I’ve written quite a bit in the past about ACL injury; at-risk age groups, risk factors, when is it safe to return to sport following ACL surgery and ACL prevention programs – just to name a few (see blog for past posts - http://www.mickhughes.physio/#!blog/a7skm) . This time however, I’m turning my attention to sport performances upon return to sport.
It has been previously reported that 80% of people will return to some form of sport, 65% will return to the same sporting level, and 55% will return to competitive sports within 1-2 years following ACL reconstruction (8). That’s all well and good, but what I'm interested in is, Are the return to sport statistics the same at the elite level, and importantly for the fans, will the athlete ever be the same again when they get back on the sporting field?
I posted a couple of time last week on social media about elite player performance following ACL reconstruction (ACLR). In one study it was found that 86% of NBA players successfully made a comeback in the next playing season, but total games started, total games played and player efficiency ratings were all significantly lower compared to age-matched controls. Their careers were almost 2 years shorter as well (1).
Conversely, I also wrote about the rise and rise of Australian Cricket test batsman Usman Khawja, after he recently returned to sport following ACLR. Prior to his ACL injury in late 2014, he was in-and-out of the Australian test team, and had a test betting average of 24 runs per innings. However, only 10 months after sustaining his injury, he was picked for the Australian test team, scored 170+ runs in his first match back, and has been averaging over 100 runs per innings ever since.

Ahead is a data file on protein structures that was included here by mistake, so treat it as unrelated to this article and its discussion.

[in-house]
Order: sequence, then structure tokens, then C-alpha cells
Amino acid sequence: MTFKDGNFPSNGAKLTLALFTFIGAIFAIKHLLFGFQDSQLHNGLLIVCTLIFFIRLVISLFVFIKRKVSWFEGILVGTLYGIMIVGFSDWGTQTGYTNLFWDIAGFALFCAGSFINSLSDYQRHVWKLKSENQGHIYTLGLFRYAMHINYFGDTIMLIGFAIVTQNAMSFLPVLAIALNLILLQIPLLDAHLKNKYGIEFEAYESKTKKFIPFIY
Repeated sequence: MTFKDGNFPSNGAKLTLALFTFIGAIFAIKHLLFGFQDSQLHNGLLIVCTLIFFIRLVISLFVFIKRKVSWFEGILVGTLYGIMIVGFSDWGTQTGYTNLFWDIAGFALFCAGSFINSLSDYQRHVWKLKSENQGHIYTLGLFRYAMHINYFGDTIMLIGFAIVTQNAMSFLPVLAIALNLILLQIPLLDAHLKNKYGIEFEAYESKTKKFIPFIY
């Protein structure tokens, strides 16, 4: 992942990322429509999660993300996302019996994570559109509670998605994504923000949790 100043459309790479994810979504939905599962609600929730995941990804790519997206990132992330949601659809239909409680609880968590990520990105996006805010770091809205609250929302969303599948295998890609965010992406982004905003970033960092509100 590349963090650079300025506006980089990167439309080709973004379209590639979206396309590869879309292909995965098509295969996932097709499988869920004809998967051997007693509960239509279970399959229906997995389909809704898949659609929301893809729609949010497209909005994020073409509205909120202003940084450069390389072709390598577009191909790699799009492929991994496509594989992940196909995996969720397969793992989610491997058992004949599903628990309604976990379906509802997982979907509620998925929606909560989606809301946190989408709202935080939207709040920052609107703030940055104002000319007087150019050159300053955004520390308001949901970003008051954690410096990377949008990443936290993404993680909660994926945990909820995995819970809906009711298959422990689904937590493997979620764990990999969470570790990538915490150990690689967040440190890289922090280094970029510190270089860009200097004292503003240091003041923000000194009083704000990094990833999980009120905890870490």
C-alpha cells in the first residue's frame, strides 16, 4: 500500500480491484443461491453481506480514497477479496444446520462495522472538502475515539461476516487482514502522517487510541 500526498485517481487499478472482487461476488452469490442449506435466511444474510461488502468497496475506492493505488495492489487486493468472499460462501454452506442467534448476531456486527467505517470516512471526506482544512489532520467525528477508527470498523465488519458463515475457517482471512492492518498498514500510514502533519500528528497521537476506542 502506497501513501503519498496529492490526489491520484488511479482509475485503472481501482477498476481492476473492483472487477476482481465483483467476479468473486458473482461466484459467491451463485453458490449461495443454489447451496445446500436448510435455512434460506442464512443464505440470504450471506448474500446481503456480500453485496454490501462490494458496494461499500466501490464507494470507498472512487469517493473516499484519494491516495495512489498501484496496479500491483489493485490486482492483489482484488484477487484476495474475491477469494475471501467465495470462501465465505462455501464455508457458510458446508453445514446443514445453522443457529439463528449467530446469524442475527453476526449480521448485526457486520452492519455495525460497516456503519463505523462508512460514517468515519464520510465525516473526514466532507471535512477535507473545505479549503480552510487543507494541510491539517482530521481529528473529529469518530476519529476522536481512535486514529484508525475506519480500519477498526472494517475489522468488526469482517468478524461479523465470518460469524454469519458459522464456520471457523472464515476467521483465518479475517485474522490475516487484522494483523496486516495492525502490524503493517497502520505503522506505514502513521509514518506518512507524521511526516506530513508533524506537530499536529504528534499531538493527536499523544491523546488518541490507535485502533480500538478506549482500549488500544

The obvious difference between these 2 case studies is that the physical requirements and tightly packed playing schedules in the NBA requires the knee to function significantly greater than what is required for test-match cricket. Nevertheless, I was Intrigued as to how one cohort of players can experience declines in performance after ACLR, and one cohort of players can seemingly thrive, so I went looking for more information and found some interesting results:
MLS Soccer players: (2)
77% players RTS around 10 months post-op
10% re-injury rate
Average career length after ACLR was 4 years
ACL surgery had no significant effect on player performance in post-op follow-up period
NFL players #1: (3)
82% of 559 athletes returned to sport after ACL at average of 378 days (>12 months).
Career length following ACLR was only 1.6 years
ACLR led to significantly worse performances in the first 3 seasons upon RTS (if able to continue to play that long)
NFL players #2: (4)
63% RTS around 10 months post-op.
Those that did return to sport played a significantly more amount of games prior to injury (ave 50) vs those that didn’t (ave 28).
Players that were drafted in the first 4 rounds were 12x more likely to RTS, rather those drafted in rounds 5-7.
Interesting conclusion that highly skilled and experienced athletes more likely to return to NFL than those that aren’t as skilled or have as much playing experience
NHL players: (5)
97% players RTS at 7.8 months post-op.
Re-injury rate was only 2.5%.
Players that did RTS, played another 4.5 years post-op.
Performance measures actually increased in ACL patients than age-matched player controls (mean goals and points per season, mean power play and strength goals per season, and mean shots and shooting percentage per season)
NBA and NFL combine athletes: (6) (7)
So there you have it, a bit of a mixed bag of successful and less successful return to sport performances across a number of different sporting codes.
Being an eternal optimist, I guess the moral of my story today is that: Despite what the research shows for NBA players and NFL players, ACL injury doesn’t have to mark the start of a slow and steady decay in player performance and an early retirement from the game. In fact, in some sports, an ACL injury to an athlete can be the catalyst to spark or revive their career. The time spent on the sidelines and sitting in rehab allows them to work on the weaknesses in their game, not to mention work hard on their strength, power, agility, balance and speed so that they can come back, fitter, stronger and faster than ever before.
And that’s simply a joy to watch…
For more on all things ACL injury, download my ACL rehab guide by clicking here, and/or watch my online ACL tutorials by clicking on the following links:
1) www.mickhughes.physio/lectures (delayed access, password required)
2) www.learn.physio/videos/100018 (instant access)
1. Kester BS, Behery OA, Minhas SV, Hsu WK. Athletic performance and car